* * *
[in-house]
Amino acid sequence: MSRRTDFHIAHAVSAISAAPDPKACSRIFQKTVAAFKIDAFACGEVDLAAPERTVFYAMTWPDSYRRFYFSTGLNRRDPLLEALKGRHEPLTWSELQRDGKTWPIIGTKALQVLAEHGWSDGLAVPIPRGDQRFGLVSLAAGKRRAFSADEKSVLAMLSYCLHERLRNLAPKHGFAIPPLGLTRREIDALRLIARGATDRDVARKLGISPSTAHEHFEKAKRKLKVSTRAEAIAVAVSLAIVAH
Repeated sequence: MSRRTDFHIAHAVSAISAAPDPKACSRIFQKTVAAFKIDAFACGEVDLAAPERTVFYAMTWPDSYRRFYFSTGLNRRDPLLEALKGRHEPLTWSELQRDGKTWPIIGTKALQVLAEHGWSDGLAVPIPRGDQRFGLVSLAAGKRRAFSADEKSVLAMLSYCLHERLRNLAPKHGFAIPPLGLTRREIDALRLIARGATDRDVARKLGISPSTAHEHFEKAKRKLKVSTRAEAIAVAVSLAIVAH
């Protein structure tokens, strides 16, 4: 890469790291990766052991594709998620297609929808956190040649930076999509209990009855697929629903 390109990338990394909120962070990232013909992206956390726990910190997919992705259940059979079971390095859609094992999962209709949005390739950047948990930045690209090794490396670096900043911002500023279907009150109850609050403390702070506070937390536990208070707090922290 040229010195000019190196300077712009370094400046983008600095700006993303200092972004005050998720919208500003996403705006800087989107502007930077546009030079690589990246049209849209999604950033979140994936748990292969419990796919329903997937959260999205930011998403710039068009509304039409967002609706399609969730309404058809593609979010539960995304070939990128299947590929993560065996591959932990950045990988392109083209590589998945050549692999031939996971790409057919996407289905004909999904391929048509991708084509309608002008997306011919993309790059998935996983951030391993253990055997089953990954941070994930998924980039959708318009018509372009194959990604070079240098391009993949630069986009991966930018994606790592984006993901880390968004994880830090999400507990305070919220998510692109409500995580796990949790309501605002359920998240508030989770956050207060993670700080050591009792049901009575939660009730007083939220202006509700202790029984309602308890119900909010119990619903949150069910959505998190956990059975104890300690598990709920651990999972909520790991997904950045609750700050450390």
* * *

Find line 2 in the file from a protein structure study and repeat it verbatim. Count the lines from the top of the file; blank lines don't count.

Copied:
Amino acid sequence: MSRRTDFHIAHAVSAISAAPDPKACSRIFQKTVAAFKIDAFACGEVDLAAPERTVFYAMTWPDSYRRFYFSTGLNRRDPLLEALKGRHEPLTWSELQRDGKTWPIIGTKALQVLAEHGWSDGLAVPIPRGDQRFGLVSLAAGKRRAFSADEKSVLAMLSYCLHERLRNLAPKHGFAIPPLGLTRREIDALRLIARGATDRDVARKLGISPSTAHEHFEKAKRKLKVSTRAEAIAVAVSLAIVAH